Women's Health Matters

Text Size
Jump to body content

Heart Disease

Research suggests that most women are protected from heart disease prior to menopause. However, this is not necessarily true for women with diabetes. Women with diabetes are at risk for heart disease at an earlier age than women in general.

Why are women with diabetes at risk?

Studies suggest that the hormone estrogen, produced in the ovaries, can decrease the risk of heart disease through increasing the production of HDL cholesterol, the "good" cholesterol, and decreasing LDL cholesterol or the "bad" cholesterol. Estrogen also helps to relax the smooth muscle in the blood vessels and decrease thickening of the blood. At menopause, a decrease in estrogen increases the risk of heart disease. In women with diabetes, estrogen does not appear to offer this protection, regardless of age. Extensive research has not clearly identified the cause of increased heart disease risk in women with diabetes, but it is believed that high blood glucose, high levels of insulin in women with type 2 diabetes, high cholesterol and blood pressure, being over-weight and smoking are some of the factors.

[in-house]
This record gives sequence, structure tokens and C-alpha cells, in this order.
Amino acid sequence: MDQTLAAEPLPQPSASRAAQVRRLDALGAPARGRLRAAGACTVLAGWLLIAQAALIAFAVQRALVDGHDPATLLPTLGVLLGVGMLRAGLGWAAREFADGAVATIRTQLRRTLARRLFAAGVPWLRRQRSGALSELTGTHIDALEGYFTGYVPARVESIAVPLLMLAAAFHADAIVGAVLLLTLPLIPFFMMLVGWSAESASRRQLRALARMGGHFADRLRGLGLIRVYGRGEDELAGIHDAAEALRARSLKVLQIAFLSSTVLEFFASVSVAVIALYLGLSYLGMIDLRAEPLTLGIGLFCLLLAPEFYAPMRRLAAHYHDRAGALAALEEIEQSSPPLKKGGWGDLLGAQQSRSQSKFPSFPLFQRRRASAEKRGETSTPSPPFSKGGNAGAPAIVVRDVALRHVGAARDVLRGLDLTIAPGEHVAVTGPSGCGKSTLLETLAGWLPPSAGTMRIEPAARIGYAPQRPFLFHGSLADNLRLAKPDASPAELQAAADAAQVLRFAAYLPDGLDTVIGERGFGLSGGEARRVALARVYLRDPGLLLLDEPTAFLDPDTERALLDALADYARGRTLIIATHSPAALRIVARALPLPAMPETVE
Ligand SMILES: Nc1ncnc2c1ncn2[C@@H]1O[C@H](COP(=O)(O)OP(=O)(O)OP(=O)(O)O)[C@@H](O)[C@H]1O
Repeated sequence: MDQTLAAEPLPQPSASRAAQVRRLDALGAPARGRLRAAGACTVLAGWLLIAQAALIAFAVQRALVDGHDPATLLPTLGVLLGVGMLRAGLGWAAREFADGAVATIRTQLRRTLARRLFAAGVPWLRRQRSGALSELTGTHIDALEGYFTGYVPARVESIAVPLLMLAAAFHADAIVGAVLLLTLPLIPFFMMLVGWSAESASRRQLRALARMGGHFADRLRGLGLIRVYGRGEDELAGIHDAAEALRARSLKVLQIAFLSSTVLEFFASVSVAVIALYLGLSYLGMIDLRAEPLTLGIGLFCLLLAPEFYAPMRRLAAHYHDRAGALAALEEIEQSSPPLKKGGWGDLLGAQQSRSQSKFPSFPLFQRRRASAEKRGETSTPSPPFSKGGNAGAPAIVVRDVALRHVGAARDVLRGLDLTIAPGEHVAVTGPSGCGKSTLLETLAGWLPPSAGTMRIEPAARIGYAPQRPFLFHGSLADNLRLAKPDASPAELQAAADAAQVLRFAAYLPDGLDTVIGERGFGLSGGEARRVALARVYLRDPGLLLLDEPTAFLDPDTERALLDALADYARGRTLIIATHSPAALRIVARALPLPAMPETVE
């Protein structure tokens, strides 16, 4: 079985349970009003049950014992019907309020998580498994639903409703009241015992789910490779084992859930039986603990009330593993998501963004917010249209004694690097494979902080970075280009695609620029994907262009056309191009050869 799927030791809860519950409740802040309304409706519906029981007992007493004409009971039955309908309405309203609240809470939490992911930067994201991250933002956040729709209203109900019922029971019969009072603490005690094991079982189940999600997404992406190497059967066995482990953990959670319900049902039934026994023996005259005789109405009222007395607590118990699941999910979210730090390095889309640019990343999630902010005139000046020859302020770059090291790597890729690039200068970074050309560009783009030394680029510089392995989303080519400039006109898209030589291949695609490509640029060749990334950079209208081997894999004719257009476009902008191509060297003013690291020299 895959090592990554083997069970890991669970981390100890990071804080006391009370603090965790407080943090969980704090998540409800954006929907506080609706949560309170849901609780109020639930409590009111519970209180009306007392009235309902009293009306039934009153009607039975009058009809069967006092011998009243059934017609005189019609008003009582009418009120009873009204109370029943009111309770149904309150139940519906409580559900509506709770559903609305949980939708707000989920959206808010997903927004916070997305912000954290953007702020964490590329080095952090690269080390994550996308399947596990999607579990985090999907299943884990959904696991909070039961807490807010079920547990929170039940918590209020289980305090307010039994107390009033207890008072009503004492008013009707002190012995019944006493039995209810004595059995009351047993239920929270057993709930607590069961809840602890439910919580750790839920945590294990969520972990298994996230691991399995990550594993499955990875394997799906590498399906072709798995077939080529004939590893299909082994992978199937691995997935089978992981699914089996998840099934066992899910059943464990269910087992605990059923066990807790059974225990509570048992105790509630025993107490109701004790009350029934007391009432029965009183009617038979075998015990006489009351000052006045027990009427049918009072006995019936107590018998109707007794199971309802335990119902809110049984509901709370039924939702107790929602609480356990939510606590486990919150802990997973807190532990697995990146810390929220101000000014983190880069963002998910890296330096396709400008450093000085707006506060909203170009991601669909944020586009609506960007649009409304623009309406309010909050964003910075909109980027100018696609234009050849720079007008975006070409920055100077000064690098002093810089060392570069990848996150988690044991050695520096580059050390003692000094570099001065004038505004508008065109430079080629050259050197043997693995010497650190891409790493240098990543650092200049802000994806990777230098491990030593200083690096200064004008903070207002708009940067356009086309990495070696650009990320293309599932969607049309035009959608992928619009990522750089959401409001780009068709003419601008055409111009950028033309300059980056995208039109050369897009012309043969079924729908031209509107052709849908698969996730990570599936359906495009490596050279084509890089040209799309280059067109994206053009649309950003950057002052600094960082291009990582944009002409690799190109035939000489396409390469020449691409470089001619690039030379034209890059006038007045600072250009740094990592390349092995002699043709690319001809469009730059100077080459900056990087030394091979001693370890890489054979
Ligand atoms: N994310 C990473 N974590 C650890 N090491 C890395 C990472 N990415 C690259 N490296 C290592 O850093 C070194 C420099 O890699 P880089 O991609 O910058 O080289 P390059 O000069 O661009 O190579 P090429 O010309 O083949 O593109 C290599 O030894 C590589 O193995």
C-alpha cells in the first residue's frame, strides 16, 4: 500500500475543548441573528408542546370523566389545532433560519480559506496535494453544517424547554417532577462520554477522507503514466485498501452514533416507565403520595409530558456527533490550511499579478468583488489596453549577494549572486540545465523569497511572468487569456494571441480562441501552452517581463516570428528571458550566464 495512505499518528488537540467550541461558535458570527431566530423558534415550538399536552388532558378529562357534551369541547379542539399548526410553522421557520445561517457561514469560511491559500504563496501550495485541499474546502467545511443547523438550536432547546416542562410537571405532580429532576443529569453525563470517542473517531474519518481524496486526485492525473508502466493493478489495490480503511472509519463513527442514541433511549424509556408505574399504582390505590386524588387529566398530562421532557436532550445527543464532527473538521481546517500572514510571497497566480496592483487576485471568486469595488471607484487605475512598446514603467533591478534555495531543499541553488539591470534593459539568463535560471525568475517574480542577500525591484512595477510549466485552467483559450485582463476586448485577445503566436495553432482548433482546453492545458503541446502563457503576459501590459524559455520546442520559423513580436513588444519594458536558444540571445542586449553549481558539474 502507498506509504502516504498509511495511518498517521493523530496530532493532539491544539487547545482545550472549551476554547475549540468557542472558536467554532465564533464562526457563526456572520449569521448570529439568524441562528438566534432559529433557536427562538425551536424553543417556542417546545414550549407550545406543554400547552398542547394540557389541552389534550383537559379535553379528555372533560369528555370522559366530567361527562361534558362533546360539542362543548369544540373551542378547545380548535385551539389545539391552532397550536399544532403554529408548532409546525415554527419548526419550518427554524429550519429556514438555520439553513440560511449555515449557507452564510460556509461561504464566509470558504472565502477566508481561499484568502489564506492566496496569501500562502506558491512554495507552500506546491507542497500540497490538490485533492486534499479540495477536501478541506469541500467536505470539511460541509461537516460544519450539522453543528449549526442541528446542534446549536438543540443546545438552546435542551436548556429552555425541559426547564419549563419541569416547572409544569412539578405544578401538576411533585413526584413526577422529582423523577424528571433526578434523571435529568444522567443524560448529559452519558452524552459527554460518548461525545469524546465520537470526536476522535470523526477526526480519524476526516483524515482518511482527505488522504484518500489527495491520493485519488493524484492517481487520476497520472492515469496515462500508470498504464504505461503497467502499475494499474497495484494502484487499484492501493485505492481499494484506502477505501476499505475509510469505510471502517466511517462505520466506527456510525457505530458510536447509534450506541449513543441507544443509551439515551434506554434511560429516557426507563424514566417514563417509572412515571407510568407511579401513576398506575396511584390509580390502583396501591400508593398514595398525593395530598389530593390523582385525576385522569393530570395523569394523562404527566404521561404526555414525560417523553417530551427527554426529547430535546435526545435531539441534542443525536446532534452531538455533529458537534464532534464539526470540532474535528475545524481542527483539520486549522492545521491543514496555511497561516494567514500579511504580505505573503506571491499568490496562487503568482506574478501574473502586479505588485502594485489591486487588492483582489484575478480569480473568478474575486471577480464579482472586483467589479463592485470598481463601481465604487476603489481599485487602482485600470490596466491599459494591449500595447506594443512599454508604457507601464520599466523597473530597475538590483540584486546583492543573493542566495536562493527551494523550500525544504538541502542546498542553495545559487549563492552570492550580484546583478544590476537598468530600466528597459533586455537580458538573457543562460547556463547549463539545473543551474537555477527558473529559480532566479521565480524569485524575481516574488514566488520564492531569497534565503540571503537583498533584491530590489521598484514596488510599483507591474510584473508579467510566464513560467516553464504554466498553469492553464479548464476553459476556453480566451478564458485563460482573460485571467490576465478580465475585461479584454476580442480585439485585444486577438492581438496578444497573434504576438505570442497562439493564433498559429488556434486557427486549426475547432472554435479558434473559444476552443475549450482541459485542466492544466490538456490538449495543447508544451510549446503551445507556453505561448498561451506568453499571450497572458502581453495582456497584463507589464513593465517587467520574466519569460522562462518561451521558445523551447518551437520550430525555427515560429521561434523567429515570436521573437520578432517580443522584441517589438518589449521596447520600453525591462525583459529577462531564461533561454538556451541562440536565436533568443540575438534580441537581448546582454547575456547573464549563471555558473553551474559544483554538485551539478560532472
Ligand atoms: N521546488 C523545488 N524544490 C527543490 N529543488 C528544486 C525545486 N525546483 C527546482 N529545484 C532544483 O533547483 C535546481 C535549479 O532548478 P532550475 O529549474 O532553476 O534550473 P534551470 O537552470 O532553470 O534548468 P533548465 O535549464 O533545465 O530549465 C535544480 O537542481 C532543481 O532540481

What can be done to reduce the development of heart disease?

Studies suggest that the risk that women with diabetes face may be reduced through a combination of factors. These include:

  • achieving a healthy weight, especially around the waist, through healthy eating and exercise
  • lowering of blood pressure and cholesterol levels
  • not smoking
  • reducing stress
  • improving blood glucose levels

All of these activities also promote better diabetes management. For more details on preventing cardiovascular disease, visit our Cardiovascular Health Centre.


Jump to top page

  • A publication of:
  • Women's College Hospital